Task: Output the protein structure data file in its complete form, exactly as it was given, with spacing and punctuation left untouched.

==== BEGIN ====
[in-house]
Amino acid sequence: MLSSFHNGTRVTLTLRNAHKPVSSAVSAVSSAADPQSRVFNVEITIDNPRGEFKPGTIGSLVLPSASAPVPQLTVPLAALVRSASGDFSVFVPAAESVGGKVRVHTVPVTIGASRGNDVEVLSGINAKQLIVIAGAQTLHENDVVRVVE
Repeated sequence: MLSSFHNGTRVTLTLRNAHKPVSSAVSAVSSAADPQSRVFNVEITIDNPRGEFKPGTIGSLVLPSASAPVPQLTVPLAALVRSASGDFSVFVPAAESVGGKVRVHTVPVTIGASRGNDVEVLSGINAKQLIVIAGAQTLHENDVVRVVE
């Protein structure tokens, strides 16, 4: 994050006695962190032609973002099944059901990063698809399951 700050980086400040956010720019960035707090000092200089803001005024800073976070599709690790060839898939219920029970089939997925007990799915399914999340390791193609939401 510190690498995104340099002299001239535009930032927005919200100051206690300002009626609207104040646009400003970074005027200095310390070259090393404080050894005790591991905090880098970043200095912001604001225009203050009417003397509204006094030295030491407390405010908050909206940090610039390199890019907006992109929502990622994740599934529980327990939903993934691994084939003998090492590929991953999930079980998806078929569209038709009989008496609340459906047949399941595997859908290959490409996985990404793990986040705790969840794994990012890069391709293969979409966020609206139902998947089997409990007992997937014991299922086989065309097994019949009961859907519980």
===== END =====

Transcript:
[in-house]
Amino acid sequence: MLSSFHNGTRVTLTLRNAHKPVSSAVSAVSSAADPQSRVFNVEITIDNPRGEFKPGTIGSLVLPSASAPVPQLTVPLAALVRSASGDFSVFVPAAESVGGKVRVHTVPVTIGASRGNDVEVLSGINAKQLIVIAGAQTLHENDVVRVVE
Repeated sequence: MLSSFHNGTRVTLTLRNAHKPVSSAVSAVSSAADPQSRVFNVEITIDNPRGEFKPGTIGSLVLPSASAPVPQLTVPLAALVRSASGDFSVFVPAAESVGGKVRVHTVPVTIGASRGNDVEVLSGINAKQLIVIAGAQTLHENDVVRVVE
């Protein structure tokens, strides 16, 4: 994050006695962190032609973002099944059901990063698809399951 700050980086400040956010720019960035707090000092200089803001005024800073976070599709690790060839898939219920029970089939997925007990799915399914999340390791193609939401 510190690498995104340099002299001239535009930032927005919200100051206690300002009626609207104040646009400003970074005027200095310390070259090393404080050894005790591991905090880098970043200095912001604001225009203050009417003397509204006094030295030491407390405010908050909206940090610039390199890019907006992109929502990622994740599934529980327990939903993934691994084939003998090492590929991953999930079980998806078929569209038709009989008496609340459906047949399941595997859908290959490409996985990404793990986040705790969840794994990012890069391709293969979409966020609206139902998947089997409990007992997937014991299922086989065309097994019949009961859907519980």